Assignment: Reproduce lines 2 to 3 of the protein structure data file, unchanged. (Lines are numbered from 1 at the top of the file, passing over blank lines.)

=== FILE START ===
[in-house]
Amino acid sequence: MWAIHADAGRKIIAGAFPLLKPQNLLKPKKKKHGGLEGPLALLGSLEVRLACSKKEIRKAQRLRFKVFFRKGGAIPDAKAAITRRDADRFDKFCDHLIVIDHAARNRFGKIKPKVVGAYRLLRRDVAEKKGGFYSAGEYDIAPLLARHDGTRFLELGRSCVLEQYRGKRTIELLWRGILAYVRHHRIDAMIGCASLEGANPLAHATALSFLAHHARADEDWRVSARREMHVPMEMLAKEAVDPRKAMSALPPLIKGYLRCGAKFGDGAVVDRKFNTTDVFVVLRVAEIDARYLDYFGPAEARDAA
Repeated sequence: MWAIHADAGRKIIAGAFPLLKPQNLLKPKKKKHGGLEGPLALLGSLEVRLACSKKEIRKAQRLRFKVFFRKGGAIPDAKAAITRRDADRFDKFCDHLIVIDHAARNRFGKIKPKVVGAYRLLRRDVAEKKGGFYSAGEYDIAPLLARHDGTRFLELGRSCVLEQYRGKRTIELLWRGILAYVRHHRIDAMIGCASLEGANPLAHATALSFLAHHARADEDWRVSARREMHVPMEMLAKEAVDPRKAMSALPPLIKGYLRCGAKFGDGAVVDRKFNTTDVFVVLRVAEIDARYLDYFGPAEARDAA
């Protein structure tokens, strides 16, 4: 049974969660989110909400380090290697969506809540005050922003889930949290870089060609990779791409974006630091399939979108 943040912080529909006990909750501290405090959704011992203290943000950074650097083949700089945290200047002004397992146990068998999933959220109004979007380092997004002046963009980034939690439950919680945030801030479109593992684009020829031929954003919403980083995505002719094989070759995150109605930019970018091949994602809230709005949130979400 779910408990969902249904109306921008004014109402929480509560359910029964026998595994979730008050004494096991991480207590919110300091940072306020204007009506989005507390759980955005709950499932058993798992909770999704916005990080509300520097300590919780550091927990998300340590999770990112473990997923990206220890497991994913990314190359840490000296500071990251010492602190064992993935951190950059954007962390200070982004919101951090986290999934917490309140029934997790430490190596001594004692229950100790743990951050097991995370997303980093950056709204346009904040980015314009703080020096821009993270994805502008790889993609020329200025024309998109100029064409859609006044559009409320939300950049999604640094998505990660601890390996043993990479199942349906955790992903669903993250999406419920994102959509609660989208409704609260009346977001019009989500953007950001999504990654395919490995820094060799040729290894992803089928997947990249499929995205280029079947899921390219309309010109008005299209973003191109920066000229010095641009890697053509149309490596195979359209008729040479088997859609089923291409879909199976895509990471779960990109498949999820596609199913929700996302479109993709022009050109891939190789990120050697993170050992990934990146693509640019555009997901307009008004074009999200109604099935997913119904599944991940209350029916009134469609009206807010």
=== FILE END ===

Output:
Amino acid sequence: MWAIHADAGRKIIAGAFPLLKPQNLLKPKKKKHGGLEGPLALLGSLEVRLACSKKEIRKAQRLRFKVFFRKGGAIPDAKAAITRRDADRFDKFCDHLIVIDHAARNRFGKIKPKVVGAYRLLRRDVAEKKGGFYSAGEYDIAPLLARHDGTRFLELGRSCVLEQYRGKRTIELLWRGILAYVRHHRIDAMIGCASLEGANPLAHATALSFLAHHARADEDWRVSARREMHVPMEMLAKEAVDPRKAMSALPPLIKGYLRCGAKFGDGAVVDRKFNTTDVFVVLRVAEIDARYLDYFGPAEARDAA
Repeated sequence: MWAIHADAGRKIIAGAFPLLKPQNLLKPKKKKHGGLEGPLALLGSLEVRLACSKKEIRKAQRLRFKVFFRKGGAIPDAKAAITRRDADRFDKFCDHLIVIDHAARNRFGKIKPKVVGAYRLLRRDVAEKKGGFYSAGEYDIAPLLARHDGTRFLELGRSCVLEQYRGKRTIELLWRGILAYVRHHRIDAMIGCASLEGANPLAHATALSFLAHHARADEDWRVSARREMHVPMEMLAKEAVDPRKAMSALPPLIKGYLRCGAKFGDGAVVDRKFNTTDVFVVLRVAEIDARYLDYFGPAEARDAA